Ben Thornewill: It’s a glimpse into all of our brains when we [were] trapped in the [studio] together. This is the first time that we self produced, that we self-recorded, and so I think song by song, you can figure out whose brain you’re diving into. Like, “Brass Band” is entirely my brain, [while] some of the more heady, wacky songs like “Century in the Making,” that’s a hundred percent Tommy [Siegel]’s brain. We’ve all been playing together for so long that I think our brains are becoming one and we’re having trouble separating who we each are.
I saw you guys quarantined for around 6 months to work on Cheers. I think you can definitely see this in just how interwoven the album is, but that must have been very intense.
Ben Thornewill: The quarantining and the pandemic, it was intense for everybody in their own crazy ass way. We [quarantined together] like four to six weeks at a time, and then everyone would go back to their pandemic hideaways. But it was super intense because there’s a little studio here [in New York], I live close, and the guys rented an Airbnb right next to the studio, so we were living in the same space, working in the same space, kind of like we used to do back in college. In the early days after we first started touring, we all sort of lived together, but of course now we’re older and theoretically wiser. It was cool and very intense.
One thing I’ve noticed in multiple album reviews of Cheers is that listeners feel you guys have already gone through a couple different music styles by the time we get a third of the way through the album, and I just love it. It's so much of your old stuff and then a lot of new stuff too.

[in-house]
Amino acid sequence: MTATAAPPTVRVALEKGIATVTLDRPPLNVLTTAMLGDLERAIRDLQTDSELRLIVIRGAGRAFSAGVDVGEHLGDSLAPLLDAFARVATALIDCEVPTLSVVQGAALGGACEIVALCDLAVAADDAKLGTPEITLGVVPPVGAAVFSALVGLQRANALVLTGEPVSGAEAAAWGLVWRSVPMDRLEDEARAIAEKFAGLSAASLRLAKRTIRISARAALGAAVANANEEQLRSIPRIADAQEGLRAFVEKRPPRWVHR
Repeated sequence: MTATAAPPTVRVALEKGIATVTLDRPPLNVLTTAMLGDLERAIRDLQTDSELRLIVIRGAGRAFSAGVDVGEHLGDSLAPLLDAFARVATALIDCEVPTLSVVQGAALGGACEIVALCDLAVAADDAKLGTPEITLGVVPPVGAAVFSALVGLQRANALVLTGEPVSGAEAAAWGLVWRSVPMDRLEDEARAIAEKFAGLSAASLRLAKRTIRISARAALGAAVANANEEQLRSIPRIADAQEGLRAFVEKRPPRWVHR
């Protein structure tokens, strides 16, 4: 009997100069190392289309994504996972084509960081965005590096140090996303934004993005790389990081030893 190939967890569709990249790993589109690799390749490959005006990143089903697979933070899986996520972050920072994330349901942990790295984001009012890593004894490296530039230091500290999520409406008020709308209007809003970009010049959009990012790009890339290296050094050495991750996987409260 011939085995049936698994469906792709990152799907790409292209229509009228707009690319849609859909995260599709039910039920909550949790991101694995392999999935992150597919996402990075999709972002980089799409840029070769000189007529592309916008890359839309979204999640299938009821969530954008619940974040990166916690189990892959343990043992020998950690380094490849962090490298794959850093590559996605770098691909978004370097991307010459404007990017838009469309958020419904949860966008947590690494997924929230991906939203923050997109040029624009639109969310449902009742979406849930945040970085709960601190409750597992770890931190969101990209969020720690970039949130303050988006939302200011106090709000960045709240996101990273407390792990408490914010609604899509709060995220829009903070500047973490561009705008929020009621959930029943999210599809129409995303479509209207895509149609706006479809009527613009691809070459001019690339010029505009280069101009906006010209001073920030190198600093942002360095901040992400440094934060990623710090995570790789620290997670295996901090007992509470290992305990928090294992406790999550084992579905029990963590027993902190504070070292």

Ben Thornewill: That’s very on purpose. This is album six, which is such a ridiculous number of records, no one should make six albums, but we seem to keep going. We wanted to pull the the things that we loved from past records and own it a little bit, so we’ve taken some of the wackier, zanier, more ridiculous, piano-centric arrangements of the first record, and then some of the poppier, fun stuff that we learned in the later records and tried to put it together. Like, “we like the way that we did this, and maybe we can avoid some of the things that we’ve done in the past,” but we really tried to mix it all in there.
Of course there's “Hey Maude,” which you guys started - well, I’ve heard everything from 15 years ago to 17 years ago, so I'm not sure which is the accurate number, but that's obviously got to be very big. What did the song first look like when you started with it, and how did it get to where it is now?
Ben Thornewill: It was a song that we wrote when we were in college, and there were some questionable lyric choices. It’s both the mindset of an idiot 19 year old guy mixed with things that you might say then but wouldn’t say now, but [it] even had some lyrics [where] we were like, “That doesn’t feel right” two years after we wrote it. I actually wrote it, if I want to do the math, I think [in] 2006, and we only played it for a year and a half and then decided not to put it on that first record. If our first record had one more song, it would’ve been on there. A lot of it looked the same. The basic structure was the same, some of the lyrics were the same.
Interestingly, I used to say “Hey Mode,” that’s how we pronounced it. A lot of our friends from college were like, wait, what is “Hey Maude,” it’s “Hey Mode,” because it was about this French-Canadian girl that I met and she pronounced her name “Mode,” but we thought that was too confusing so we changed it. There’s some harmonic stuff, some song differences, and also we pronounced the whole song differently. It’s also me being a classical pianist and trying to write pop songs and losing my mind all the time on too much caffeine.
Another favorite track of mine is “Everybody Panic.” When I first heard about Roe v. Wade getting overturned, I was literally listening to that song, so -
Ben Thornewill: No way.